value of the control field field will be set to value.
If an output argument is requested and the first input argument is
edit will return the value of the control field
field. If the control field does not exist, edit will return a
structure containing all fields and values. Thus,
returns a complete control structure.
The following control fields are used:
This is the name to put after the "## Author:" field of new functions. By
default it guesses from the
gecos field of the password database.
This is the e-mail address to list after the name in the author field. By
default it guesses
<$LOGNAME@$HOSTNAME>, and if
is not defined it uses
uname -n. You probably want to override
this. Be sure to use the format
GNU General Public License (default).
BSD-style license without advertising clause.
Your own default copyright and license.
Unless you specify ‘pd’, edit will prepend the copyright statement with "Copyright (C) YYYY Author".
This value determines whether the editor should be started in async mode
(editor is started in the background and Octave continues) or sync mode
(Octave waits until the editor exits). Set it to
"sync" to start
the editor in sync mode. The default is
Determines whether files should be edited in place, without regard to
whether they are modifiable or not. The default is
Set it to
false to have read-only function files automatically
copied to ‘home’, if it exists, when editing them.
This value indicates a directory that system m-files should be copied into
before opening them in the editor. The intent is that this directory is
also in the path, so that the edited copy of a system function file shadows
the original. This setting only has an effect when ‘editinplace’ is
false. The default is the empty matrix (
means it is not used. The default in previous versions of Octave was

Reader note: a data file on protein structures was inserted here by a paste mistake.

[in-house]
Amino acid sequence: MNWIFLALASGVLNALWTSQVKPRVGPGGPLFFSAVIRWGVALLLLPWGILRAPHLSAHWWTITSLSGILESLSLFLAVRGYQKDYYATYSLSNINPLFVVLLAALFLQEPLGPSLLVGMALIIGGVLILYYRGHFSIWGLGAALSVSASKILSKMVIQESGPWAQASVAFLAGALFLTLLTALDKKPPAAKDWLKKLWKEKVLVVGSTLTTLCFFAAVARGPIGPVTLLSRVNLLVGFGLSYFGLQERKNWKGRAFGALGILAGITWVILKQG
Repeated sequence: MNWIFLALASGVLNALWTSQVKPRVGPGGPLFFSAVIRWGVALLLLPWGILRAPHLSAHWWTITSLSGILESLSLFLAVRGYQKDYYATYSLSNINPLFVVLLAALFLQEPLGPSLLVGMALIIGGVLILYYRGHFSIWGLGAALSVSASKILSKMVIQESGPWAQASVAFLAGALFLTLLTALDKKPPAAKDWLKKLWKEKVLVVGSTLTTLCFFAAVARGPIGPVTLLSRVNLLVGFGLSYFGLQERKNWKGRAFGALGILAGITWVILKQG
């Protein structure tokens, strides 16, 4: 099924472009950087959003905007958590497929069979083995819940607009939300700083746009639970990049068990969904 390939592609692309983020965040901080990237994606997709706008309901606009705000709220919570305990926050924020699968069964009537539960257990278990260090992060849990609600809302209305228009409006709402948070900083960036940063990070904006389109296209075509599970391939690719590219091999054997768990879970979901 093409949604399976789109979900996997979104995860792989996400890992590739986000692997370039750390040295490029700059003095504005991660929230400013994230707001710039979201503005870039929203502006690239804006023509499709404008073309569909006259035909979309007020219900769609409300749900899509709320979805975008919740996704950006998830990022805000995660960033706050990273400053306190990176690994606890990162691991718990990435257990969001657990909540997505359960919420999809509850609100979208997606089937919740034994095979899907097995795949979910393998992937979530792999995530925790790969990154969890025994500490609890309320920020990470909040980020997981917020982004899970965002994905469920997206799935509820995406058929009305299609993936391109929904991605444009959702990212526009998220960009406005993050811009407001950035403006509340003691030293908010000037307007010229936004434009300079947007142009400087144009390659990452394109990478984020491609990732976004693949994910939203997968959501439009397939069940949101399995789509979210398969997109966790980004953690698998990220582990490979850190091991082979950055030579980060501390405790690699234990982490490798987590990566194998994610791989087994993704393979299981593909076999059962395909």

See also: EDITOR, path.
Return the name of the currently executing file.
The base name of the currently executing script or function is returned without any extension. If called from outside an m-file, such as the command line, return the empty string.
Given the argument
"fullpath", include the directory part of the
filename, but not the extension.
Given the argument
"fullpathext", include the directory part of
the filename and the extension.
See also: inputname, dbstack.
Query or set the internal variable that controls whether Octave checks the time stamp on files each time it looks up functions defined in function files.
If the internal variable is set to
"system", Octave will not
automatically recompile function files in subdirectories of
octave-home/share/version/m if they have changed since
they were last compiled, but will recompile other function files in the
search path if they change.
If set to
"all", Octave will not recompile any function files
unless their definitions are removed with
If set to
"none", Octave will always check time stamps on files
to determine whether functions defined in function files need to
|• Manipulating the Load Path|
|• Private Functions|
|• Nested Functions|
|• Overloading and Autoloading|
|• Function Locking|
|• Function Precedence|
The ‘.m’ suffix was chosen for compatibility with MATLAB.